BMT Day 13 – Coker Creek

Friday, August 2,  2013
StartBrookshire Creek  |  Finish: Coker Creek  |  Miles: 24.6  |  Total: 166.5

8/3/13 actual – So I’m a day behind in journaling, trying to catch up.  I was too beat yesterday.

Woke up Friday morning to that Jazz bird (see below).  I need to look up what it is – whenever I am woken up by birdsong at sunrise in the woods, it’s this bird.

I had been kicking around the idea of a 25 mile day to be closer to Reliance and possibly cut a day to Thunder Rock.  Based on camping at sites designated as camp sites per the guide, there was no real way to cut a day out of a 4 day stretch by distributing the extra miles evenly across 3.  Doing the math I realized a 25 mile day would exhaust all available daylight or at least stretch it to the limit.  So I decided to stick to my original plan, a series of reasonable 13-and-change days to Thunder Rock by Monday.  Smelling the roses and all that.

Started walking at ~8:00.  Just short of Sled Runner Gap, the horse tracks I had been following petered out, but I never did see a camp site or catch up to them.  It’s possible that the litter trail was a few days older than I thought.  Do horses leave less of an imprint if they are walked?  That could be how they “disappeared”, and then they could have gone left at Sled Runner where I went right.


Toe box relace

Sled Runner Gap was the beginning of a long ridge run.  The first 2 miles were crazy overgrown again – my knees are all slashed up – but suddenly the trail entered a new maintenance district or state line, and the trail was bushhogged or weed-wacked 4′ wide all the way to Moss Gap.  The blazes here were new and white.  Zigging down to Sandy Gap I started hearing heavy machinery.  It sounded like bulldozers and chainsaws.  It kept getting closer, but never quite came in to view..  I even saw a new dirt road with fresh bulldozer tracks parallel to the trail just below me.  When I got to Sandy Gap, they had extended the FSR beyond tha gap – on the map it dead ended at the gap.

Sandy Gap – The half way point of the entire hike!!

At Sandy Gap I did some work on my feet to address a new pinkie toe blister – lance,, abnd-aid, duct-tape, and relaced my shoes to loosen up the toe box.  My feet are spreading and it’s starting to get crowded in there, even though I moved up to a size Wide before this trip.  By then it was almost lunch time, so I did that too.  Longer break than I anticipated, only 2 1/2 legs in to the day.  Was also starting to get low on water.


View along Sixmile Gap

Contued along the ridge line, with some occasional vistas, over Cantrell Top (still no water) to Tate Gap.  Finally found water .2 miles east of Tate Gap,  I only gave myself the walking ration of 1 liter, since I was close enough to Peel Gap – the destination for the day, which was listed as having water.  When I got to Peel Gap, it was on an overgrown ridge/saddle, with no obvious water or camp sites.  Rather, plenty of flat spots for camping, but all overgrown to knee height or higher.  I figured this was as good as stealth camping, and I could always do that further up the trail, and nearer to an obvious water source.  So I kept walking to look for water first, then a camp site.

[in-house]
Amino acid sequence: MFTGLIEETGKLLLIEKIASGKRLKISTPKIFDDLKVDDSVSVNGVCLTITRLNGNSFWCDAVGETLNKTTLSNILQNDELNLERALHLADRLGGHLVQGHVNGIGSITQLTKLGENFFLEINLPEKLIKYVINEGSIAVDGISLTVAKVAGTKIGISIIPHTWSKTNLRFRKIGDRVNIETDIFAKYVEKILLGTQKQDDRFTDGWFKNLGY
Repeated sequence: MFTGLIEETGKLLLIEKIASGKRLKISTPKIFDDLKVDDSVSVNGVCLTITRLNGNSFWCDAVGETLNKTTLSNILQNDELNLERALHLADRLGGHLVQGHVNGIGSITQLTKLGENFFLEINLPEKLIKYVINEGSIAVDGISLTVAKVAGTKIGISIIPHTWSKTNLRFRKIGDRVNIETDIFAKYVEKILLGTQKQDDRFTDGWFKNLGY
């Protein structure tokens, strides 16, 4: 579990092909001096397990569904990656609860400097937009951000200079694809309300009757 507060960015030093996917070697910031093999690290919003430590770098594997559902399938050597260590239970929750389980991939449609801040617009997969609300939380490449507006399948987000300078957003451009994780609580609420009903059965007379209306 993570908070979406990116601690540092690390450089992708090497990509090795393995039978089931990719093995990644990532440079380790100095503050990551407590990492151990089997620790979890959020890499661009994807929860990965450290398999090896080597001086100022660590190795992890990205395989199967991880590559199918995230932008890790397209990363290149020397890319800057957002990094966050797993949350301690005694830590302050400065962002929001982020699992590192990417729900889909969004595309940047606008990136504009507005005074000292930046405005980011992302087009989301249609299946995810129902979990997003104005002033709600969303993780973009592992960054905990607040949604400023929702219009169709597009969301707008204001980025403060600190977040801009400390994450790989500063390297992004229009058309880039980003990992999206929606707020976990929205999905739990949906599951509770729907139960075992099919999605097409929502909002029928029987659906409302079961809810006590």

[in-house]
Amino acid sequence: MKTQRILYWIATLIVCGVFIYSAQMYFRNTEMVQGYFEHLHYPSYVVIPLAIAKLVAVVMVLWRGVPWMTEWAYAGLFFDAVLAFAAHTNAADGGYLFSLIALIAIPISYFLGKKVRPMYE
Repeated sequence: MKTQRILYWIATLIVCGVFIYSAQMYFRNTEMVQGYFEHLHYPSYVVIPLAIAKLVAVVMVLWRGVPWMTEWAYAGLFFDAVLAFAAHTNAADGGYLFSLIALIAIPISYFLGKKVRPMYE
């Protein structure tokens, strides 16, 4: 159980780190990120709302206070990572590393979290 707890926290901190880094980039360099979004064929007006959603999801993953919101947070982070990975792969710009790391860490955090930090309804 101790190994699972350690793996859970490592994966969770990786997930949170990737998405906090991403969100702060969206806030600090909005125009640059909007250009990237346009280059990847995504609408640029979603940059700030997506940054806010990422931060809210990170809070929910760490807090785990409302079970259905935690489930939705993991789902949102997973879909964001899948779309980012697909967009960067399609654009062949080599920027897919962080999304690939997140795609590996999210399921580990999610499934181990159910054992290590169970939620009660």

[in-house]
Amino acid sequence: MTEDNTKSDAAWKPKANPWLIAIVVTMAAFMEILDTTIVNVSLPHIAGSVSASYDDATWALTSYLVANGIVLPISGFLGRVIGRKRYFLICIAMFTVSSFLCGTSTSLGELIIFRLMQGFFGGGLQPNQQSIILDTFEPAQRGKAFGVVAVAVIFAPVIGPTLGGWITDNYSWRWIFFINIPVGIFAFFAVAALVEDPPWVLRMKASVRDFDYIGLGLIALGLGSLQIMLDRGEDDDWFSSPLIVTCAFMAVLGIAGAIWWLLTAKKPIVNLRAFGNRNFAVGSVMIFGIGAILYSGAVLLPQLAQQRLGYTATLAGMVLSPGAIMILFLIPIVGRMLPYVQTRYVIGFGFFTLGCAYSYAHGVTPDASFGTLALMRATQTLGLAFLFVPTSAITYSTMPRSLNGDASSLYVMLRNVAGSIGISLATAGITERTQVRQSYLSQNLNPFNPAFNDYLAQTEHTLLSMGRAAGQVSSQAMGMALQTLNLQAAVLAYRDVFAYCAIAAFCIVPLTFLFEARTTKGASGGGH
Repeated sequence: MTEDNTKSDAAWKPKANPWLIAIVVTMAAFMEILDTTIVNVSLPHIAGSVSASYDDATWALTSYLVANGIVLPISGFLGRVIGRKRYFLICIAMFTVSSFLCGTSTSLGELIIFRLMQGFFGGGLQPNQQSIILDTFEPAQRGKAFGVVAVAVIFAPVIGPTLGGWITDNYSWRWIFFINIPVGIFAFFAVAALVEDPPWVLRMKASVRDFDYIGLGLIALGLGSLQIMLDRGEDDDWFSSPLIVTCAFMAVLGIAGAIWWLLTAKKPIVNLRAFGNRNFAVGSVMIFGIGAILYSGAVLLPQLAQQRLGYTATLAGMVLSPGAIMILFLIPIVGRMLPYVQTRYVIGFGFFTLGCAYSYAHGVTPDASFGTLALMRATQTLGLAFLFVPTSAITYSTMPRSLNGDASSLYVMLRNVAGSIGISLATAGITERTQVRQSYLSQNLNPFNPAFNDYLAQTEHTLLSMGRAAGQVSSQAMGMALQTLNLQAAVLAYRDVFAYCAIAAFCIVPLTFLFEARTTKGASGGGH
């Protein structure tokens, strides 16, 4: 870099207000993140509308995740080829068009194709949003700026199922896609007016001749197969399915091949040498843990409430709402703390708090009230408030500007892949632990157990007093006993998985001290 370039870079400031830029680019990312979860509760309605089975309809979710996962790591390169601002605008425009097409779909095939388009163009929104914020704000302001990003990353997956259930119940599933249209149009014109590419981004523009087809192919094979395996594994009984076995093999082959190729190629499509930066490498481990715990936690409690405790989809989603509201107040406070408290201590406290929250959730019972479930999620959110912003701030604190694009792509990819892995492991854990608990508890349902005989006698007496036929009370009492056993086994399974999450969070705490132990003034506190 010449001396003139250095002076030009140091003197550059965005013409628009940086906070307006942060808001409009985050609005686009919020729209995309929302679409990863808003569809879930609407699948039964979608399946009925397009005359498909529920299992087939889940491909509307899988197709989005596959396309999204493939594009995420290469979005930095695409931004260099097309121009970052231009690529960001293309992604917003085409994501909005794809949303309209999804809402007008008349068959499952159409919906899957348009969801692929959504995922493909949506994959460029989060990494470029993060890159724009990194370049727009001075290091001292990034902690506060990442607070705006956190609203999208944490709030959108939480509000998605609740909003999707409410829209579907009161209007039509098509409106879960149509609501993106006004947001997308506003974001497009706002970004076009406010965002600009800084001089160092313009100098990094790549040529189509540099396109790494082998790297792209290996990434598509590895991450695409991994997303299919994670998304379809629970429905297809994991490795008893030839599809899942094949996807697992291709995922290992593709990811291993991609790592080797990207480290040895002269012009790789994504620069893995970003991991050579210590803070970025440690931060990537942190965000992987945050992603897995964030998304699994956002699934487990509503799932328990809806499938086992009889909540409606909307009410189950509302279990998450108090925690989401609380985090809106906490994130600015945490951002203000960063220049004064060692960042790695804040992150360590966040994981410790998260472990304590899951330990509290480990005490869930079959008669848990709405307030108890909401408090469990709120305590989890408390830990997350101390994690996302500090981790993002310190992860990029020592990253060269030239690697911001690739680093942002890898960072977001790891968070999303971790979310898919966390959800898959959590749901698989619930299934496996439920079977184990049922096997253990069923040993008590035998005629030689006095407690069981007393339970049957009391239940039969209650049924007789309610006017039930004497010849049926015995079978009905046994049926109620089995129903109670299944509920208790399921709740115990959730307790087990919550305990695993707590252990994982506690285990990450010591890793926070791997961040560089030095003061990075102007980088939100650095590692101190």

I made it all the way to Unicoi Gap and still did not find water.  The described water source at Unicoi Gap turned out to be a thin trickle along the side of a well-used gravelroad.  I couldnt tell if it was a drainage ditch or a dry “creek” – the deepest spot was still only 1/4″ deep.  I passed.  In hindsight maybe should have tried to salvage some water from this, somehow.

The next water source and camping option listed was 8 1/2 miles away.  It was 4:40 PM.  At 2 mph it would be sunset if I made it.  And a 25+ mile day after all.  I decided to go for it, with the option to stealth camp if necessary.  I put my head down, and power hiked 8+ miles into the setting sun.  This section of trail could not have been more perfect for a speed hike – mostly flat, groomed, no overgrowth.  The first 4-5 miles section was a dirt bike trail.  I never did see any bikes, but I could smell exhaust two-stroke fumes.  Very pretty woods.

I made it to Coker Creek camp site at 8:06.  The site is at the dead end of a FS road, on a decent sized river or creek.  Some locals were prospecting in the river, some others setting up a camp with a small teardrop trailer.  The prospecters, a father and adult son, shared their “secret” natural spring with me, on top of which they had pitched their camp.   Several more locals showed up during the night. but it was pretty quiet.

My feet were so sore I had trouble falling asleep.


This Wood Thrush is the closest thing I can find to the song of the Jazz Bird I mentioned.  It is still not quite right.  The one I always hear seems to be more melodic, slower, more deliberate notes, with 4 phrases that repeat, and without the trill at the end of each phrase.  I call it Jazz Bird because each bird or song is a slight variation on a similar melody.  It is possible I am hearing two birds singing to or over each other.  It’s also possible that the high pitched trill on the video is lost in the ambient noise or distance of the woods, in the real-life scenario.


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